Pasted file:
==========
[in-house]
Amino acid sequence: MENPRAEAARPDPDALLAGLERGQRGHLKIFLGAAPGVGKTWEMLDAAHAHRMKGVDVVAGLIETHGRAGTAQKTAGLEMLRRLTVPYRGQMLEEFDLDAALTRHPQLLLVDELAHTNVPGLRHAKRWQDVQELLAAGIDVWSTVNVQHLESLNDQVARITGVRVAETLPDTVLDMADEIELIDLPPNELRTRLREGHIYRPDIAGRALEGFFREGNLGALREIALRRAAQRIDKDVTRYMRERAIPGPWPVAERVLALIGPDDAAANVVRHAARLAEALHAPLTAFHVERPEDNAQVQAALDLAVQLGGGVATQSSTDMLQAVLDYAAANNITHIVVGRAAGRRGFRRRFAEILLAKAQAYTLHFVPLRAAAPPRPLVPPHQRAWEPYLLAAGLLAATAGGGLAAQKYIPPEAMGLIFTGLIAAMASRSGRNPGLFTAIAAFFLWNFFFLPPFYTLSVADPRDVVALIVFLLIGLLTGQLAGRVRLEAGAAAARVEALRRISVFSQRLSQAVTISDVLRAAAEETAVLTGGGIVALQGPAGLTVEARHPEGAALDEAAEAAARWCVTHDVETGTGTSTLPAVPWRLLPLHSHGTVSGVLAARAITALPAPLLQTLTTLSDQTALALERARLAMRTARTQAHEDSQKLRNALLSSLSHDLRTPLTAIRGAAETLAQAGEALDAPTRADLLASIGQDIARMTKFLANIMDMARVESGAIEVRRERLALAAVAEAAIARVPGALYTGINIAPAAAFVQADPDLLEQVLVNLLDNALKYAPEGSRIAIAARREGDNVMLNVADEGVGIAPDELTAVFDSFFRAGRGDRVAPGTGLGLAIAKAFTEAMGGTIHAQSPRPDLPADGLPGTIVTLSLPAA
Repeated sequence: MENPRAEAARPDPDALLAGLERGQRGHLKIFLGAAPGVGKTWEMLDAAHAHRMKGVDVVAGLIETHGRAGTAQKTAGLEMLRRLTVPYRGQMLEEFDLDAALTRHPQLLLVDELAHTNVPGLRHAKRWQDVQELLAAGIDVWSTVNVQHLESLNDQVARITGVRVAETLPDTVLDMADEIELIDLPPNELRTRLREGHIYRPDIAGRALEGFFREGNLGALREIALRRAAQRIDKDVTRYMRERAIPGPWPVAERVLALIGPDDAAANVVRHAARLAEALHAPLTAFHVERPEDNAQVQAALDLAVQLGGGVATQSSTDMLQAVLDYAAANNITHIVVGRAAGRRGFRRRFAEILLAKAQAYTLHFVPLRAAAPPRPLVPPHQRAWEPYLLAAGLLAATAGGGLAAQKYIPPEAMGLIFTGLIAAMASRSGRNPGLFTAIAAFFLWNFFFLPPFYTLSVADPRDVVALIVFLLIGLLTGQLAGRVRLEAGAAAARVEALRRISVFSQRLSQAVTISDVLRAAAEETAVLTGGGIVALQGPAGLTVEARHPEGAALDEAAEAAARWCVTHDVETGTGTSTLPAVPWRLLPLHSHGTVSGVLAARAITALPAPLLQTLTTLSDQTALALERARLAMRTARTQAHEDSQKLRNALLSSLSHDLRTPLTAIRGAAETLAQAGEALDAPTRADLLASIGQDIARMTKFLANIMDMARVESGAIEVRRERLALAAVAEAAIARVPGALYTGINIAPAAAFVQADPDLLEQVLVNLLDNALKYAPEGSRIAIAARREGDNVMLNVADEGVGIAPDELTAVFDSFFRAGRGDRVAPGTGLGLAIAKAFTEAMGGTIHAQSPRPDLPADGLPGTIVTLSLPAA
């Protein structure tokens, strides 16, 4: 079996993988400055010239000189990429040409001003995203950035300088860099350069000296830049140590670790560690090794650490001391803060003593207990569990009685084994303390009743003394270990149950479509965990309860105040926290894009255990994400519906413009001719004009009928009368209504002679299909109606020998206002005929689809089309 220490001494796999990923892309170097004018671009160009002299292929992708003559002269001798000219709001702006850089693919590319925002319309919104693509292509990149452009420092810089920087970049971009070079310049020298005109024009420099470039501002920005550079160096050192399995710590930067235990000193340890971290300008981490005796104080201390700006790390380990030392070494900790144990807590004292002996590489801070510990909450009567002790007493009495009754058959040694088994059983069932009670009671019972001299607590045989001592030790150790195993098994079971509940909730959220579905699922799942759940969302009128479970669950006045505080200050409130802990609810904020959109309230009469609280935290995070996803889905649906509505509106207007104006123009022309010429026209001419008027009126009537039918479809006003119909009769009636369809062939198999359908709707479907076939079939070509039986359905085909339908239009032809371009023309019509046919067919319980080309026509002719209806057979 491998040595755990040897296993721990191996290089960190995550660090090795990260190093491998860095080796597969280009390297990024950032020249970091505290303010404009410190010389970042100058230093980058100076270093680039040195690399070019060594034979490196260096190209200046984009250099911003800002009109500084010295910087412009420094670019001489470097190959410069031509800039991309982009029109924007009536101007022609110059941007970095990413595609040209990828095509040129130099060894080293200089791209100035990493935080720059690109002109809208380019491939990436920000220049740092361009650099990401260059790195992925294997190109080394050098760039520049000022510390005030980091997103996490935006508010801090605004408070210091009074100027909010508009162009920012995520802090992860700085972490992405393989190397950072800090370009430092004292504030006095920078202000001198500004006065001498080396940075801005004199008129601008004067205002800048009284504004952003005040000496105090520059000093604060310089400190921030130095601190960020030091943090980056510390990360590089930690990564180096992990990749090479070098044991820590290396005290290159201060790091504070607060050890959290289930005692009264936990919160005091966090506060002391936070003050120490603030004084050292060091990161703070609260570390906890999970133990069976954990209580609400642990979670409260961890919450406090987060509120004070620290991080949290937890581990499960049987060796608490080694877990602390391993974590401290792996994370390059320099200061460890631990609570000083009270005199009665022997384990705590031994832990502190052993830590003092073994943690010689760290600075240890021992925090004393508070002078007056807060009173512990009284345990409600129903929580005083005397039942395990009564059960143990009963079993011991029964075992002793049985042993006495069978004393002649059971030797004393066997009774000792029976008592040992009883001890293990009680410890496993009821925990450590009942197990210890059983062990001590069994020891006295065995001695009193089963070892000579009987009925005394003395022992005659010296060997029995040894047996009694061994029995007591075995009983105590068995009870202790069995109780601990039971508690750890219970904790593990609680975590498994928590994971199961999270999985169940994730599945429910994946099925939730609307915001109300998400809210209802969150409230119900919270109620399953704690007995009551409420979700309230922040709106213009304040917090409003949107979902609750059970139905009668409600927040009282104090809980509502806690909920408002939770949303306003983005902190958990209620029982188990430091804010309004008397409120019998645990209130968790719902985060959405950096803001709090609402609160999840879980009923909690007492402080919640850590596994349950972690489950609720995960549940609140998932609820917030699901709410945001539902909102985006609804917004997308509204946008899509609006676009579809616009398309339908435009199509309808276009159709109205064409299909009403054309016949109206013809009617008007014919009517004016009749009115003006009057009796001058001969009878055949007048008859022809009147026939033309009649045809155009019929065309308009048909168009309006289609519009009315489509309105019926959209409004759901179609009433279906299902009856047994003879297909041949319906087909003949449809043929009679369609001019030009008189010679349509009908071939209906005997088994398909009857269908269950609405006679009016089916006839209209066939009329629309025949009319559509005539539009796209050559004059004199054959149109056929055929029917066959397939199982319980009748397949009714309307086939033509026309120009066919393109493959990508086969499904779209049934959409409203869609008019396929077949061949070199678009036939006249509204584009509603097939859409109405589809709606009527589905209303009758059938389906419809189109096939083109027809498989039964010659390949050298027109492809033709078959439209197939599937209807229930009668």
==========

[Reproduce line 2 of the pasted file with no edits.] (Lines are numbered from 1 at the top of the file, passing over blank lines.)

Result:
Amino acid sequence: MENPRAEAARPDPDALLAGLERGQRGHLKIFLGAAPGVGKTWEMLDAAHAHRMKGVDVVAGLIETHGRAGTAQKTAGLEMLRRLTVPYRGQMLEEFDLDAALTRHPQLLLVDELAHTNVPGLRHAKRWQDVQELLAAGIDVWSTVNVQHLESLNDQVARITGVRVAETLPDTVLDMADEIELIDLPPNELRTRLREGHIYRPDIAGRALEGFFREGNLGALREIALRRAAQRIDKDVTRYMRERAIPGPWPVAERVLALIGPDDAAANVVRHAARLAEALHAPLTAFHVERPEDNAQVQAALDLAVQLGGGVATQSSTDMLQAVLDYAAANNITHIVVGRAAGRRGFRRRFAEILLAKAQAYTLHFVPLRAAAPPRPLVPPHQRAWEPYLLAAGLLAATAGGGLAAQKYIPPEAMGLIFTGLIAAMASRSGRNPGLFTAIAAFFLWNFFFLPPFYTLSVADPRDVVALIVFLLIGLLTGQLAGRVRLEAGAAAARVEALRRISVFSQRLSQAVTISDVLRAAAEETAVLTGGGIVALQGPAGLTVEARHPEGAALDEAAEAAARWCVTHDVETGTGTSTLPAVPWRLLPLHSHGTVSGVLAARAITALPAPLLQTLTTLSDQTALALERARLAMRTARTQAHEDSQKLRNALLSSLSHDLRTPLTAIRGAAETLAQAGEALDAPTRADLLASIGQDIARMTKFLANIMDMARVESGAIEVRRERLALAAVAEAAIARVPGALYTGINIAPAAAFVQADPDLLEQVLVNLLDNALKYAPEGSRIAIAARREGDNVMLNVADEGVGIAPDELTAVFDSFFRAGRGDRVAPGTGLGLAIAKAFTEAMGGTIHAQSPRPDLPADGLPGTIVTLSLPAA